Whatever 42 writes:
"I am bipolar. I never realized that the hypersexual activity is a symptom of bipolar. I am having hard time understanding this. I have the hypersex symptom. However, when I am on a low, I do not have the sex symptom. So why does it come and go so dramatic. There are times I'm driving and I get so wound up I'll call my husband and tell him to meet me 'cause I need to have sex. So, then when on a low, try to explain to hubby why I just had a week of being insatiable, and now want nothing to do with sex. It is making me crazy. Why is that?"
Hi, Whatever. You're not crazy. Each individual is unique, along with their brain chemistry, but what could be happening is this:
When you are up, chances are the neurotransmitter dopamine may be pumping into your system. Dopamine, amongst other things, is responsible for pleasure and reward, which drives sexual urges. Helen Fisher PhD of Rutgers University did brain scans of patients in love and found their dopamine pathways were highly activated when they looked at photos of their sweethearts.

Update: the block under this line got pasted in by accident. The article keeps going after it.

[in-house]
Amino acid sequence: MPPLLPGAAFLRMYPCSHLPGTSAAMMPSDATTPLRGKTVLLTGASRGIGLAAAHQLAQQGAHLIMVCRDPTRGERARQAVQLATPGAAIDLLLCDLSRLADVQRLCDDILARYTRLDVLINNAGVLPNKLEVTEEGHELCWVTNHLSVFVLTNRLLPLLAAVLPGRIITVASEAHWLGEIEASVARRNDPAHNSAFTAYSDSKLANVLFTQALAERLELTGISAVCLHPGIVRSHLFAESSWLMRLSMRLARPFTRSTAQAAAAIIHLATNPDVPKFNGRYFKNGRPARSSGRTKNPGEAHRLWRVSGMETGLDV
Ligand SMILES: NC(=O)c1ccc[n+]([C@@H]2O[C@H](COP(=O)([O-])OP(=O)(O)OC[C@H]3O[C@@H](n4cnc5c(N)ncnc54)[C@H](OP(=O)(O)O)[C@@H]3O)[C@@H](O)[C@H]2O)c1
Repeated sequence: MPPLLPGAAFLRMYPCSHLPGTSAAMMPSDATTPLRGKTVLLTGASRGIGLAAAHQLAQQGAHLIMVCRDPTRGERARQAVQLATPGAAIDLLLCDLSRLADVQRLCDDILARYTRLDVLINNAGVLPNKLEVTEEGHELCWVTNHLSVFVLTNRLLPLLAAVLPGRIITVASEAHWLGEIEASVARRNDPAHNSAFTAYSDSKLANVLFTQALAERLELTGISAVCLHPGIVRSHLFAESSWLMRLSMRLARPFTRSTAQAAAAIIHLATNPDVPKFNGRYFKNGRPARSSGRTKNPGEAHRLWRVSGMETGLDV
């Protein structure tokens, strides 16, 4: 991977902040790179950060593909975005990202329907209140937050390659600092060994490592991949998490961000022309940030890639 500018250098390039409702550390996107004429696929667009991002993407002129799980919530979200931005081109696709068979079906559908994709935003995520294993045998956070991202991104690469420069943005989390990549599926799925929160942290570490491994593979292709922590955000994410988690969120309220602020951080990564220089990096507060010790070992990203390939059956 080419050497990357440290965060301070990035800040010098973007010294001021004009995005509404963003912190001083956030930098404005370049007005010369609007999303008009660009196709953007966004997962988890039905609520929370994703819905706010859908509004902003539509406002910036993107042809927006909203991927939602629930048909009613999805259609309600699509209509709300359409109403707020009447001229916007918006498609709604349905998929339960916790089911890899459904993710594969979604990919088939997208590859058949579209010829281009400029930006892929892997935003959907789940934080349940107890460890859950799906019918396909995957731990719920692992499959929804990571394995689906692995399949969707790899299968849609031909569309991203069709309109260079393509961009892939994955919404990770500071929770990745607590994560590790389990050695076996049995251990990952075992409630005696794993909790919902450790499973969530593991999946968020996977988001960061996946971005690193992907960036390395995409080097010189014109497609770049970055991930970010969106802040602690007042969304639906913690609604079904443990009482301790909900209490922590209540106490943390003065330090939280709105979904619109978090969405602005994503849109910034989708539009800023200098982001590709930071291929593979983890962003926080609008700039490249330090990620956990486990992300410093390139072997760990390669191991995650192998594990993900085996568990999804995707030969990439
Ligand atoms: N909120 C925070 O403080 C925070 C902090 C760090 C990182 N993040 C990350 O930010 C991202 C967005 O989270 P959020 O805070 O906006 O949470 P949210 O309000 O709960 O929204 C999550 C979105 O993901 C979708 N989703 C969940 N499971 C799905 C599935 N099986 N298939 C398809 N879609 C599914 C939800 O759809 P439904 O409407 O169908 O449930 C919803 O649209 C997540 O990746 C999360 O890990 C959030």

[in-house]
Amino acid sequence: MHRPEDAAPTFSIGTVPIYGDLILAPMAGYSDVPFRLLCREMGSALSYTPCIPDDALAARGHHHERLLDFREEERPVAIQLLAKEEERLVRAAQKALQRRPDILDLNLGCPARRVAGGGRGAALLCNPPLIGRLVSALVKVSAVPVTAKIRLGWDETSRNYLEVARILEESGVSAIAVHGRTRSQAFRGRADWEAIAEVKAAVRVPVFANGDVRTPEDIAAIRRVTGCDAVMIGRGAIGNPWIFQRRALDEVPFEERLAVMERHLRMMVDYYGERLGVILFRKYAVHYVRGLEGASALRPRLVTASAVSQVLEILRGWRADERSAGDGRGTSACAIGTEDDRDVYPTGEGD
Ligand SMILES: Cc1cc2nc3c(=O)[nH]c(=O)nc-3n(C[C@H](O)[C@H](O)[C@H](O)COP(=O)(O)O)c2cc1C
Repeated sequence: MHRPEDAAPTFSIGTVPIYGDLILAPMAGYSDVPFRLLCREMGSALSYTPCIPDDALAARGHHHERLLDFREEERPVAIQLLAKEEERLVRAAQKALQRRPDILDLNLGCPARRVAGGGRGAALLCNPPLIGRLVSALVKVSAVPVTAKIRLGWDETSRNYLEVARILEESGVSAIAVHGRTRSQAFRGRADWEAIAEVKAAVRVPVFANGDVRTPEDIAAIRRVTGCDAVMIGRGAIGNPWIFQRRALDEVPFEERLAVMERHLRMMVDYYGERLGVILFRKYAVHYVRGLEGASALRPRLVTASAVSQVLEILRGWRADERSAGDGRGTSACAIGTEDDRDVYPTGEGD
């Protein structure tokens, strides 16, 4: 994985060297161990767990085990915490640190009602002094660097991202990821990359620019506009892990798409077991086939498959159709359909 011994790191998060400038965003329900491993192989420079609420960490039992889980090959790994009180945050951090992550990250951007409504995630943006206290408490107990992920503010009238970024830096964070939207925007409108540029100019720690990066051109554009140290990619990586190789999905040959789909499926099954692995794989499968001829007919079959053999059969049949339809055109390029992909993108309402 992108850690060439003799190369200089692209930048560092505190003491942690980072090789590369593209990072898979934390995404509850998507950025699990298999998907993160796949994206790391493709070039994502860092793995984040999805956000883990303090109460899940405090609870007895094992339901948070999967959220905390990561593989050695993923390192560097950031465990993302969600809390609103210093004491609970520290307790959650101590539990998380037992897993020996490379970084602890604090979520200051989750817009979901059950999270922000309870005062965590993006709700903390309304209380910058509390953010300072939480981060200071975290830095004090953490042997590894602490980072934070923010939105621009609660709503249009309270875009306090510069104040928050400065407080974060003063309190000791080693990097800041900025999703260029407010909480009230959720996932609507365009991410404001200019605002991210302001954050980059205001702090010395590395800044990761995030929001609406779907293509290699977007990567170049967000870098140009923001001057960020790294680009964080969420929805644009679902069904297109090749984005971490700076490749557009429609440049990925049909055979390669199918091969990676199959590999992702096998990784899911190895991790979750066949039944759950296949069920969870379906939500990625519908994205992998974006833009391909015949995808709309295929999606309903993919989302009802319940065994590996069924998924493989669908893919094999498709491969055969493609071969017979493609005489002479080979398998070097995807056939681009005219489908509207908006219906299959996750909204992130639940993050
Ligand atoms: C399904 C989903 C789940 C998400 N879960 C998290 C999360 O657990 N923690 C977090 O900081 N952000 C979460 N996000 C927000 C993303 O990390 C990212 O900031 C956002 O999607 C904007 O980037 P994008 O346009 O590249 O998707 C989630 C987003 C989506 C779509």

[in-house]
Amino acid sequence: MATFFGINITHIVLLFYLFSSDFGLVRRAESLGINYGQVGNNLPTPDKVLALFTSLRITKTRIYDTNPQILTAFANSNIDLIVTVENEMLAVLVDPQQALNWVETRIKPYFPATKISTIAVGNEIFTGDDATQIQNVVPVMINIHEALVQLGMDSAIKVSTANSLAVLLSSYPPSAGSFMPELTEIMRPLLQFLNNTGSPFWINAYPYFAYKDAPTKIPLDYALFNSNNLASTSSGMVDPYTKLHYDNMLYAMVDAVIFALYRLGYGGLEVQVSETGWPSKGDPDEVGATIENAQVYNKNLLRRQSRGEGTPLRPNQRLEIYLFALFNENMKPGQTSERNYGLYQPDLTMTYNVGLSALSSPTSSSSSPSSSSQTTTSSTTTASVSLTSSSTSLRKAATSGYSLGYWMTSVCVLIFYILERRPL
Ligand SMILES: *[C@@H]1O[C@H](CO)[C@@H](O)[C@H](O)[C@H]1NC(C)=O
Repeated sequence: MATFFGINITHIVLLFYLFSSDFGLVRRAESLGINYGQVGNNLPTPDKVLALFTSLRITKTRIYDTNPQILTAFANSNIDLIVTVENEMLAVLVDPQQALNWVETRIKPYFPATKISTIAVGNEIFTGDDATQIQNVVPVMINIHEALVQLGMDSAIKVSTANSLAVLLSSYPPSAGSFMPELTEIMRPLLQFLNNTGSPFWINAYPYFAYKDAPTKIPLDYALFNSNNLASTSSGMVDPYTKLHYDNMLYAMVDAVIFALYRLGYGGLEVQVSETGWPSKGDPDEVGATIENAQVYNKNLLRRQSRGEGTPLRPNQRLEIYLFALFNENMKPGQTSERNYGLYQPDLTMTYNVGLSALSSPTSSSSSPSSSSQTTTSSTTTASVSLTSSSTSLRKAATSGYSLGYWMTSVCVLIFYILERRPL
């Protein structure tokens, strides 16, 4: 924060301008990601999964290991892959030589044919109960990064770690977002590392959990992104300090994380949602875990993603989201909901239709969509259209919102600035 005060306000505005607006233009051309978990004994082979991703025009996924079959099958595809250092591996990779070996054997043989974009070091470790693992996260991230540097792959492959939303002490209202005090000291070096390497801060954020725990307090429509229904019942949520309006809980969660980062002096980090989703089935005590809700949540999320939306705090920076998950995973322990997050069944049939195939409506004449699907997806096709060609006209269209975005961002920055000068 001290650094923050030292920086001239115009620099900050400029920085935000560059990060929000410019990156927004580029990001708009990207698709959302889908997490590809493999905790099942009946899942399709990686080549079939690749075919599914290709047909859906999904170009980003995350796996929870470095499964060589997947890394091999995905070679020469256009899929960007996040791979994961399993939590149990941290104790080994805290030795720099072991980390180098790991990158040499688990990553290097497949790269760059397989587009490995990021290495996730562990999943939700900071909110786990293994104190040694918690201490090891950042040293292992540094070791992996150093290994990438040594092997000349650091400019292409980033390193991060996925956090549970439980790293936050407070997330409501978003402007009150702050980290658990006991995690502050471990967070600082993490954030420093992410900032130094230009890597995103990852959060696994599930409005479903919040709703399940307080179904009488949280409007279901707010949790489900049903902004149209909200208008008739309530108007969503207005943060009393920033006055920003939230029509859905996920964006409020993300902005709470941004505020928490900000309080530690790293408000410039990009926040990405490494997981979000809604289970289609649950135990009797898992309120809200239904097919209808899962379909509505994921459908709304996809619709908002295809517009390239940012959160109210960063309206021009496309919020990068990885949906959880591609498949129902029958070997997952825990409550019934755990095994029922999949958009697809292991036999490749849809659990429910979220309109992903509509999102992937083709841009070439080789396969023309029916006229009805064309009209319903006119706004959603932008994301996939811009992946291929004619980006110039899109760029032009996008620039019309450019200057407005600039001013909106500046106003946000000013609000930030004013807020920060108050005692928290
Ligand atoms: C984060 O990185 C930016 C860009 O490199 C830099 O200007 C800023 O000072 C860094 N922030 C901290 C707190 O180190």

Antipsychotics, which block dopamine, can turn off sexual interest faster than having your mother-in-law in the bedroom.
When you're depressed, your dopamine tends to get depleted. This affects your motivation. Some people don't even want to get out of bed. Other people can manage their lives, but their sexual interest drops to zero.
So what do you tell your husband? Okay, this is the straight poop from a man: When you are up, you're giving your husband the best sex he has ever had in his life. Unbelievable sex, sex he never dreamed of, sex that makes him feel like he's died and gone to heaven sex. Your hubby is one lucky guy.
Any man with half a brain knows that sex and attention like that is well worth any "loss of interest" times you may encounter. He can wait. He knows your drive will come back. Chances are he might need a time-out, himself. In any event, you've given him plenty to fantasize on till the real thing comes along again.
Enjoy your marriage.
Published On: September 10, 2007
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